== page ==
A better return for spending on the less well-off
My colleagues and I have mentioned in previous articles about the mess that is Working for Families. And now Labour proposes extending it to beneficiaries. Is this the best way to spend another dollar on the less well-off?
A large portion of my taxes go to finance spending on others, so as a tax payer I think that I should have some say over how my taxes are spent; in particular seeing that such spending is delivering the best value for money. If I’m concerned about health, I don’t like seeing beneficiaries spending money on soft drinks and junk food while complaining that they don’t have enough money to buy their children healthy food.
On the other hand, as an economist I know that people’s satisfaction is generally maximised if they can spend their money however they want. There might be some rare exceptions, but it’s a dangerous precedent to assume that you know what’s best for others. So can we reconcile the sovereignty of individual choice while simultaneously ensuring value for money for the taxpayer?
Getting back to Working for Families and its proposed extension by Labour, presumably the justifications to improve the health and welfare of those on low incomes, particularly children. I hope most of us would support that objective, but are there better options than just presenting a more generous welfare cheque?
A few weeks ago my colleague David Grimmond wrote about the very complex relationship between household resources, child outcomes and later adult outcomes. For example, poor nutrition during childhood can increase the risk of diabetes, which in turn exacerbates the risk of heart disease.
Poor nutrition also affects performance at school, something which I have seen much of during my years on school boards. Impaired performance at school reduces the chances of securing a good job later. So why not consider funding free school breakfasts to anyone who wants them. There might be some economic inefficiency if the free breakfast are taken up by children whose parents could afford a good breakfast, but that needs to be assessed against both the considerable benefits and the inefficiencies in alternative measures of assistance.
Complementary interventions could involve nutritionists who work within lower socioeconomic areas, demonstrating what to buy and how to cook a healthy meal.
And when the children are nutritionally prepared for learning, let’s see additional funding for schools to support more resources for teaching English to the many New Zealand born children for whom English is not their first language.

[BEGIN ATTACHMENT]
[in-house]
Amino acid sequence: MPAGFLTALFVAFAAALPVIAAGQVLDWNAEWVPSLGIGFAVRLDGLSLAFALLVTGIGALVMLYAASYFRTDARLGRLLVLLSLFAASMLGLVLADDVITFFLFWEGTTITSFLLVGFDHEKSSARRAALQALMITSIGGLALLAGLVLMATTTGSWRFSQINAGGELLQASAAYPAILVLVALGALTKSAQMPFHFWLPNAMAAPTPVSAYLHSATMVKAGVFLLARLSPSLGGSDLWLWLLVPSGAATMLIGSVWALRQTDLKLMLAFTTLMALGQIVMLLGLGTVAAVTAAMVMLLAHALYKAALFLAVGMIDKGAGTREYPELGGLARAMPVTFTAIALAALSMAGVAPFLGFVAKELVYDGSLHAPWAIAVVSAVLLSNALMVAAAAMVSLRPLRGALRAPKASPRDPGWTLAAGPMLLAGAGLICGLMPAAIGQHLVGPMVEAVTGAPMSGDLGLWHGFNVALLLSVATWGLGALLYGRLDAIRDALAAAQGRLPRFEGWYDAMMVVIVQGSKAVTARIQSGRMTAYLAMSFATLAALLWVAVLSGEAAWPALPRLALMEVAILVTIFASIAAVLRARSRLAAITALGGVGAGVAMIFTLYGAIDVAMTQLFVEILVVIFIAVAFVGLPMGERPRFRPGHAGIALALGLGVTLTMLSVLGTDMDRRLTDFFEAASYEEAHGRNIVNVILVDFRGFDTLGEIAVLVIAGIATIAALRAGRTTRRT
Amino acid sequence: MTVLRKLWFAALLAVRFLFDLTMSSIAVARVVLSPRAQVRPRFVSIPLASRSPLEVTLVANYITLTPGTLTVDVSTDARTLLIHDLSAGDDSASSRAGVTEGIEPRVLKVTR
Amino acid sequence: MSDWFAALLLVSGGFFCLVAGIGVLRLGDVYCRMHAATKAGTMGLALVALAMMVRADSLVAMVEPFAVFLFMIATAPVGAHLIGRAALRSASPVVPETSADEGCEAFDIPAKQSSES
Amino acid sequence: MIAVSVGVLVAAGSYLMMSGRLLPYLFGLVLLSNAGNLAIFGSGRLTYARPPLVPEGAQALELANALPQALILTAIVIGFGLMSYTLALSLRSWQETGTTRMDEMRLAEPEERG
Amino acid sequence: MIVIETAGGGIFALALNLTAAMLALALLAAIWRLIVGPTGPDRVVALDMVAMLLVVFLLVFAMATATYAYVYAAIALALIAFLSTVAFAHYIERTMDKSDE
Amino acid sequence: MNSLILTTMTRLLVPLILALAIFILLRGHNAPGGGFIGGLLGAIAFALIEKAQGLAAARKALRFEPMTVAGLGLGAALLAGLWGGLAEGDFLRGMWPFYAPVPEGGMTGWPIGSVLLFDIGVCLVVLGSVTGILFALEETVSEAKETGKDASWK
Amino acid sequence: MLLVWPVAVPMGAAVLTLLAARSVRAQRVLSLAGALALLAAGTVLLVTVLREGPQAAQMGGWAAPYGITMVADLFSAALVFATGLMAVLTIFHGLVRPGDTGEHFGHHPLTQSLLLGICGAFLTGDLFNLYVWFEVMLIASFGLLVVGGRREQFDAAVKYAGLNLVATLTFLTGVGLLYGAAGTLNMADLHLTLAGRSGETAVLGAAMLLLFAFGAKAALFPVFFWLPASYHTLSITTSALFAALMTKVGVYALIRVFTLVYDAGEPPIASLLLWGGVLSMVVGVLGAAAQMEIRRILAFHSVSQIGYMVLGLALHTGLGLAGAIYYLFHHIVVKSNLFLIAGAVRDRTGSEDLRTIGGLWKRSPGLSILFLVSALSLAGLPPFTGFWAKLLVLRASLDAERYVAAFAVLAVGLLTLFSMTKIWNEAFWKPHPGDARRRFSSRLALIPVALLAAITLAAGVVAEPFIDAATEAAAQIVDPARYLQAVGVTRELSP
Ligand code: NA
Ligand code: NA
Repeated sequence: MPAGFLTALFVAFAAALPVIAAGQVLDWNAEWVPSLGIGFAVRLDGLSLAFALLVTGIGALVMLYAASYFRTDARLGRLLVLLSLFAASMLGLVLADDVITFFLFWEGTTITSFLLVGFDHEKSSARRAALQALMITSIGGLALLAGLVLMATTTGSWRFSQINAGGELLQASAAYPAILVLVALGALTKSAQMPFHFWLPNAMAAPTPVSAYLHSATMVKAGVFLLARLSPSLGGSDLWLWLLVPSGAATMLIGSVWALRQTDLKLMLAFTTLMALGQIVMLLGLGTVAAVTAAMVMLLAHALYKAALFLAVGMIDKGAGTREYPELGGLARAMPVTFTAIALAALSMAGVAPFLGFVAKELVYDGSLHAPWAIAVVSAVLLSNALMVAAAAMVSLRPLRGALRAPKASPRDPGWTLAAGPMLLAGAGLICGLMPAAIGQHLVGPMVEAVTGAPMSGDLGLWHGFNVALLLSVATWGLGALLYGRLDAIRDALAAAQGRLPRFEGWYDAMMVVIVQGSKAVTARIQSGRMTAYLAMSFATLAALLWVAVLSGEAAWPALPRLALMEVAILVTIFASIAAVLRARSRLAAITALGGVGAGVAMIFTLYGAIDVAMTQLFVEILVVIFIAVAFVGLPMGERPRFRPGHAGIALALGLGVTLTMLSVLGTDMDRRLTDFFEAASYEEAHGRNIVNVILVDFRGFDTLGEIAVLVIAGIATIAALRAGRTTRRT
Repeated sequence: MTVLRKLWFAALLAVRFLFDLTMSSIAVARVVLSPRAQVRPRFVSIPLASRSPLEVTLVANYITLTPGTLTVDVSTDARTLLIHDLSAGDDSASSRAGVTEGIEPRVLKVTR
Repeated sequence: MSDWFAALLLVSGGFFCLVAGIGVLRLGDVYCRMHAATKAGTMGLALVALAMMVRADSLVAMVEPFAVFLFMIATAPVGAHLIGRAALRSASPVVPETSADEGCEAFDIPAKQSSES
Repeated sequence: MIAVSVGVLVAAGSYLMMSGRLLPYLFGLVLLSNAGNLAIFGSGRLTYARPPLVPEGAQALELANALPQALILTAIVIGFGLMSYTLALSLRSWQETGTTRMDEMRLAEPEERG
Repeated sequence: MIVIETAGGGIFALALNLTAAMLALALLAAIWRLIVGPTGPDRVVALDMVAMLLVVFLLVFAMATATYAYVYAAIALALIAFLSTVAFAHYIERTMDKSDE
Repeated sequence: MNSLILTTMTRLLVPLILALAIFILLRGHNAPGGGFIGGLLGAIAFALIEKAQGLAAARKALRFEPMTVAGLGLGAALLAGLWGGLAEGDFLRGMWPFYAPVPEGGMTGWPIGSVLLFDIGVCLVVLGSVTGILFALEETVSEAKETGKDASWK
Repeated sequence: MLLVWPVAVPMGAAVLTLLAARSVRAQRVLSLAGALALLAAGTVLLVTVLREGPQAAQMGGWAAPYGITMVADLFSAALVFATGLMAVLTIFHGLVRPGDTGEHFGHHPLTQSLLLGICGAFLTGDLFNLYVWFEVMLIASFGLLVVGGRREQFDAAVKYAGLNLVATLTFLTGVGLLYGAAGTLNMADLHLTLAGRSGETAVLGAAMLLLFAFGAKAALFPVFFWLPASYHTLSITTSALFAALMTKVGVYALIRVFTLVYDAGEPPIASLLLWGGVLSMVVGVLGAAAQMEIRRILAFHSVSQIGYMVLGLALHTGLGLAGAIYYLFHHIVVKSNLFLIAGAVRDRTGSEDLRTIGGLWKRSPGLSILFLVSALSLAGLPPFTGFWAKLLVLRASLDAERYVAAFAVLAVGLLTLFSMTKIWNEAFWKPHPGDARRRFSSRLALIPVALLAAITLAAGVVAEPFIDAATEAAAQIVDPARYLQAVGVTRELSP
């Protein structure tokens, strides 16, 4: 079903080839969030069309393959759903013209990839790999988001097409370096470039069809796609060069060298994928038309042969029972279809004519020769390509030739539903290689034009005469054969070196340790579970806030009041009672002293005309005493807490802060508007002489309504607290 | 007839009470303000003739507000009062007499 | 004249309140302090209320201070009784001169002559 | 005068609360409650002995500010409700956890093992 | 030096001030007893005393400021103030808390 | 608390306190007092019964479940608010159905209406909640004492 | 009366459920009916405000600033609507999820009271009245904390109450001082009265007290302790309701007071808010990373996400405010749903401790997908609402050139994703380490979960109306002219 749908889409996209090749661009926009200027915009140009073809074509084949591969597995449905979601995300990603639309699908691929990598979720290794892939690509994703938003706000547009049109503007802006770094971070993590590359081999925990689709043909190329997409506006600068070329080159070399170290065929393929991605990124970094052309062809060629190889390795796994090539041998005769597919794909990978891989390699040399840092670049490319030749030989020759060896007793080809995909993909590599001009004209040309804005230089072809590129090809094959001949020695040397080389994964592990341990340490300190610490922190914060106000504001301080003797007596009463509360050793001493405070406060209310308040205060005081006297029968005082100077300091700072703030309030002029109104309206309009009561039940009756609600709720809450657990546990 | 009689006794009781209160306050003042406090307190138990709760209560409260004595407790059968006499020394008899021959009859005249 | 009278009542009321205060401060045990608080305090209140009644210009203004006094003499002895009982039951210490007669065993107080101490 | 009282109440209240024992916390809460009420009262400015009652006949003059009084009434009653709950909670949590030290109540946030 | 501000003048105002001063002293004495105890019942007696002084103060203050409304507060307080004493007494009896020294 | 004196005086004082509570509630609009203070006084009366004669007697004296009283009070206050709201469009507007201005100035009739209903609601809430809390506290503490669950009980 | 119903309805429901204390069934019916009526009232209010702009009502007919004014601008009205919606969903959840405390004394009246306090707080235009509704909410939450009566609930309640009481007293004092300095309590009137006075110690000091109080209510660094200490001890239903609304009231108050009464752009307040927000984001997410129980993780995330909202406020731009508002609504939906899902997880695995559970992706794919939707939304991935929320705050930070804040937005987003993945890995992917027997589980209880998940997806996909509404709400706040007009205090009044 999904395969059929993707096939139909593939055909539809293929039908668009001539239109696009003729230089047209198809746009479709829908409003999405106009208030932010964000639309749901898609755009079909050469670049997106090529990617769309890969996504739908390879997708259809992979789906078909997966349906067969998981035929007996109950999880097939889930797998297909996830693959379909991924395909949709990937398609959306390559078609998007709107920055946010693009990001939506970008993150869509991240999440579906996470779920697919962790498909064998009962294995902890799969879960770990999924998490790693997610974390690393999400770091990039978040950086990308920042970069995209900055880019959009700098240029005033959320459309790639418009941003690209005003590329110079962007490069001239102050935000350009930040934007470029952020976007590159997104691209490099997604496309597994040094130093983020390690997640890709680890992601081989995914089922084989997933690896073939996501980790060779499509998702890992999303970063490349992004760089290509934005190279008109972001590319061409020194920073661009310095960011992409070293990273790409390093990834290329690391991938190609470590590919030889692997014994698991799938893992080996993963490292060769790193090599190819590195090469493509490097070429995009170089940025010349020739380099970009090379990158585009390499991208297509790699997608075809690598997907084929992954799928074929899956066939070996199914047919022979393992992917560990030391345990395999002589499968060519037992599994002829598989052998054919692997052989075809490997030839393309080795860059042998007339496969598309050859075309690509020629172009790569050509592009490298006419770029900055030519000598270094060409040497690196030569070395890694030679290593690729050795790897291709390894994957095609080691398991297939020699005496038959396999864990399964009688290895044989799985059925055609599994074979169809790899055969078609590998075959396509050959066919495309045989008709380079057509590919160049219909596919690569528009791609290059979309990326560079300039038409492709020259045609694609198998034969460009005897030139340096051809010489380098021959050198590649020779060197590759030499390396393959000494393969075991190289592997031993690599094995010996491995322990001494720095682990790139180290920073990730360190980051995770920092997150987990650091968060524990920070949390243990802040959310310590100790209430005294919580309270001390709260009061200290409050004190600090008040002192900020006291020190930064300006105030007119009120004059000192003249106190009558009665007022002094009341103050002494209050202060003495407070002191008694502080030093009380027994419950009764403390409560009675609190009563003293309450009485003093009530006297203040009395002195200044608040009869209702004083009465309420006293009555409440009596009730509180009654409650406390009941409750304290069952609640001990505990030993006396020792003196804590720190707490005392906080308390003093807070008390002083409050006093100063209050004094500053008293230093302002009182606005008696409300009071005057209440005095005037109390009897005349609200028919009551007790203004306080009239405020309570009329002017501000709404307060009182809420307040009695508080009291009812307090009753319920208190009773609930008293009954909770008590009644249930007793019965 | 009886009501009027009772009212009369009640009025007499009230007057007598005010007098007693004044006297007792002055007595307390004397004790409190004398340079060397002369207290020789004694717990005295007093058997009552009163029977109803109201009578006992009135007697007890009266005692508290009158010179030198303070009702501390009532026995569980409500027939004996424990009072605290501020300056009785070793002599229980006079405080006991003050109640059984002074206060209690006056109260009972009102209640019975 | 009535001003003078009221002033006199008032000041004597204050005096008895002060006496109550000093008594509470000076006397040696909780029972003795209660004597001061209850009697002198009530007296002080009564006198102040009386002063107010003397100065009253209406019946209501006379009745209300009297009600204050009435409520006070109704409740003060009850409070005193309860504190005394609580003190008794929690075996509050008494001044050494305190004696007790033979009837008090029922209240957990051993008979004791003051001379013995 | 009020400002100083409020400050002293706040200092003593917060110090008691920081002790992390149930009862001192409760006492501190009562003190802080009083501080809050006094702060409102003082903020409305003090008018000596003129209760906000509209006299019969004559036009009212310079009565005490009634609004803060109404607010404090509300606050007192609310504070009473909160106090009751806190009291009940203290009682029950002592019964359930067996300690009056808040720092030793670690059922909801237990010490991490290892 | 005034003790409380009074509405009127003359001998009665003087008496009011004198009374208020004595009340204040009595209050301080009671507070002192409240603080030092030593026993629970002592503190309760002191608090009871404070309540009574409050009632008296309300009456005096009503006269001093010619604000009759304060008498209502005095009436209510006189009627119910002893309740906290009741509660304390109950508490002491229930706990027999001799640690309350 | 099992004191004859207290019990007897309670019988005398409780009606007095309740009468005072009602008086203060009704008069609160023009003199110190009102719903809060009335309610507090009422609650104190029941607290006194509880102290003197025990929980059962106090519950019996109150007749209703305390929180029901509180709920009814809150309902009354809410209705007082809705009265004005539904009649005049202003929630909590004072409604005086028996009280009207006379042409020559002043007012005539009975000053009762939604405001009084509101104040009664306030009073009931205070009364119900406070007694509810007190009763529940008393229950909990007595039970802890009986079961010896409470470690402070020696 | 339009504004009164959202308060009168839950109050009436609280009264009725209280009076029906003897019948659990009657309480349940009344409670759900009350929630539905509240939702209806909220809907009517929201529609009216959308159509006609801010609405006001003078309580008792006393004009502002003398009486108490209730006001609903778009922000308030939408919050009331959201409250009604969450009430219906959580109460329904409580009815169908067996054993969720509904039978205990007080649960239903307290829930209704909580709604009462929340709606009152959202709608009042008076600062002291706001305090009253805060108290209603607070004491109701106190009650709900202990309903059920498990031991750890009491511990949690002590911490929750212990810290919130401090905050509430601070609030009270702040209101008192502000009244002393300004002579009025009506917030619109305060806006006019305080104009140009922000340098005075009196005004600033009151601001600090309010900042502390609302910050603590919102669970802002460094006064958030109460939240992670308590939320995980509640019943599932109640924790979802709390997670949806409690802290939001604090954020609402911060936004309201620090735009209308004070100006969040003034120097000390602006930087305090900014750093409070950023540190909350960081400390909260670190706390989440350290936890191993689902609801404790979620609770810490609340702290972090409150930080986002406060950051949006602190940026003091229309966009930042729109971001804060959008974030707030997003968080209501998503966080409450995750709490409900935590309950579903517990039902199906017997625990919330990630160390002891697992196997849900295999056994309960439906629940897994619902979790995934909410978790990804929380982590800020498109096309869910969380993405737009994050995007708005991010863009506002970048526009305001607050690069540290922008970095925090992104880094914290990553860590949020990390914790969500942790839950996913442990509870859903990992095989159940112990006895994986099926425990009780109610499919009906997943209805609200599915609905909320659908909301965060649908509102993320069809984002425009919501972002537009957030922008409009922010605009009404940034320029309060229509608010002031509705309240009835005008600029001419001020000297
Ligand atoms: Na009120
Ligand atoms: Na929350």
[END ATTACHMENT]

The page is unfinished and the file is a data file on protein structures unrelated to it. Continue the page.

The vast literature on educational achievement is quite unequivocal about the effect of parenting. Some of the effect operates through parents’ education while other important factors are the degree of drug and alcohol dependence, and the amount of parental conflict. These issues need to be addressed long before a solo mum appears on the DPB, although offering them programmes that teach the acquisition of social and workplace skills is still likely to be more useful than just telling them to get a job. Reducing drug dependence produces a double benefit as it improves parenting skills and enhances employability.
Access to medical care is another crucial contribution to child welfare. One has only to look at New Zealand’s reprehensible rate of rheumatic fever amongst Maori and Pacific peoples. Free visits to the doctor are a start, but this has to be augmented with the transport to get them there, as well as with early monitoring and inter-agency communication. If this means some different forms of intervention that better suited to those ethnic groups, so be it.
Complementary to better medical care is a warmer and drier home. In this context the various insulation subsidies and grants that were promoted by the Greens (working both Labour and National government) have been extremely valuable. These programmes are probably still at the stage where an extra dollar of expenditure produces more than a dollar of benefit.
Indeed that last point brings us back to where we began. If we want to spend another dollar to improve the welfare of people at the bottom of all of the social and economic indicators (and we should), how is that dollar best spent? It’s unlikely to been Working for Families. This is not saying that income is irrelevant, but rather that an extra dollar of government spending can be better directed elsewhere. Extending Working for Families to beneficiaries may look like it gives more choice to individuals than the alternatives that I’ve outlined above. However, with the high effective marginal tax rates on an additional earned dollar that often accompany Working for Families, the disincentives to seeking employment reduce not only the quantum of freedom it ostensibly provides, but also the longer run choices that are enabled by greater labour force participation.